Set amid banana plantations, the Mayan site of Quiriguá is smaller but somewhat similar to Copán, particularly in regard to its inhabitants’ skill and propensity in the carving of stelae. It’s just 50 kilometers from Copán as the macaw flies, back on the Guatemalan side, though getting here from Copán is a bit more complicated than it looks on a map.
Restoration of the site was conducted by the University of Pennsylvania in the 1930s and in 1981 Quiriguá was declared a UNESCO World Heritage Site. The only other sites of this kind in Guatemala are Tikal and Antigua. It boasts the tallest known Mayan stela.
The Ruins of Quiriguá
What is left of Quiriguá is limited to its ceremonial center. As you enter the park from the main entrance, you’ll see the Acropolis straight ahead and the various stelae and zoomorphs (stone sculptures depicting animals and hybrid human-animal forms) in the Great Plaza to your left. The stelae are housed under thatched-roof structures to protect them from further deterioration from the elements.
It can be somewhat difficult to view the carvings and even more difficult to get a good photograph. The most impressive is Stela E, standing almost 11 meters high, making it the tallest known Mayan stela.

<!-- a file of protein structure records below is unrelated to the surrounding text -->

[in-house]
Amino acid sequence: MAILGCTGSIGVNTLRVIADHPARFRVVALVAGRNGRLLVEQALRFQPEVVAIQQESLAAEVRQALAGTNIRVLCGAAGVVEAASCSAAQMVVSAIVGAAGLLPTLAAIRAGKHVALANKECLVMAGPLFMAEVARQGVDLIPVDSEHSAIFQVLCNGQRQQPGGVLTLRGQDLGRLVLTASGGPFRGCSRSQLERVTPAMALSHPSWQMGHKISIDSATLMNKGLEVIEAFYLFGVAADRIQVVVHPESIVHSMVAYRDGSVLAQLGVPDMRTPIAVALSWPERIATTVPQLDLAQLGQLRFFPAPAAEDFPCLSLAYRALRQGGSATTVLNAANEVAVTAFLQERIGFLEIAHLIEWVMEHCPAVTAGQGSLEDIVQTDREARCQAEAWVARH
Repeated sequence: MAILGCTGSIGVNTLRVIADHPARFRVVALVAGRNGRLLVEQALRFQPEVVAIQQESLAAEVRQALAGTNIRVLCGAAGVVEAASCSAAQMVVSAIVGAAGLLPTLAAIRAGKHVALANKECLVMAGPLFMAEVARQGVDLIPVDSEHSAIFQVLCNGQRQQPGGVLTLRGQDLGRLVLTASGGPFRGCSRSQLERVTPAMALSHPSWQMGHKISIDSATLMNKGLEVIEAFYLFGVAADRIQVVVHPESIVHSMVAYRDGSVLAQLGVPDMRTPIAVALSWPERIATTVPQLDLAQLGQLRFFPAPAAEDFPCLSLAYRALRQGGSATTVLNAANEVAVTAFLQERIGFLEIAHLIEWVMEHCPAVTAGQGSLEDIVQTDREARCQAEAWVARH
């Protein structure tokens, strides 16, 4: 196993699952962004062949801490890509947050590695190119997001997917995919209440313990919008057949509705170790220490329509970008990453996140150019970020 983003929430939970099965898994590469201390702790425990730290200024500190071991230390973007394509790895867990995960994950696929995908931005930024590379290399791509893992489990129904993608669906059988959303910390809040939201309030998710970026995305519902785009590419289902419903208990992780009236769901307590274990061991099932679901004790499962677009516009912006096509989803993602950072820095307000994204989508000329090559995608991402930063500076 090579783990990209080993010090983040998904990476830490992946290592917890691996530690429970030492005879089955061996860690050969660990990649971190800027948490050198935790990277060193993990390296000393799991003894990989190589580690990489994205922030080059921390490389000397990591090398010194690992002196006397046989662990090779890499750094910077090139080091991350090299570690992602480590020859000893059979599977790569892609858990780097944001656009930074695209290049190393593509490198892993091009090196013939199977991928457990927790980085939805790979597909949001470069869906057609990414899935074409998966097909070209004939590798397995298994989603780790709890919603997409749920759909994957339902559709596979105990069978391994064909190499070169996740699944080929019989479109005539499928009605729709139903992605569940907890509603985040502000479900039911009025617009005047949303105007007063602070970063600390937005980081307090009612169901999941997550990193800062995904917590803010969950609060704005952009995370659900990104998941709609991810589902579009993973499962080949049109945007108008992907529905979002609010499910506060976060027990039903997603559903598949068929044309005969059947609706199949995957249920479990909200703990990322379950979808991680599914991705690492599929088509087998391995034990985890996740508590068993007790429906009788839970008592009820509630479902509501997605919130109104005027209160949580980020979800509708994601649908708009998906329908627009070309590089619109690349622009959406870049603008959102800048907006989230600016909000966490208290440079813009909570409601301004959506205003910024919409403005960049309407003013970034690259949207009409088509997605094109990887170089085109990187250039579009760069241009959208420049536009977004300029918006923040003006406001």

Noteworthy features in the carvings include their bearded subjects with elaborate headdresses, the staffs of authority clutched in their hands, and glyphs running up and down the monuments’ sides. The various zoomorphs can also be seen here, depicting turtles, jaguars, frogs, and serpents.
Near the Acropolis, Altar P depicts a figure seated in a strange, Buddhalike pose. The Acropolis itself is rather unimpressive, failing to rise in height above the treetops of the surrounding jungle, though it is somewhat spread out. There’s a small ball court on its western side.
The park is open 7:30 a.m.–5 p.m. daily. Admission is $4. There’s a small museum housing displays on the site’s significance in relation to Mayan history and geopolitics along with a model showing the extent of the site’s boundaries and unexcavated sections.
The site lies four kilometers from the main road with frequent transport heading up and down thanks to the activities of the nearby banana plantations.
At the entrance to the site are a ticket office, the museum, and a few simple soda stands as well as some folks selling coconuts. The turnoff to the park from the main road (Highway CA-9) is between Km. 204 and Km. 205, about 70 kilometers northeast of the Río Hondo Junction.
The village of Quiriguá lies two kilometers back along the road toward Guatemala City and has some basic accommodations, though a better option is the town of Los Amates, at Km. 200 of Highway CA-9, if you should need to spend the night in these parts. Any bus heading along Highway CA-9 can drop you off at the junction to the road leading to the park.
© Al Argueta from Moon Guatemala, 3rd Edition. Photos © Al Argueta www.alargueta.com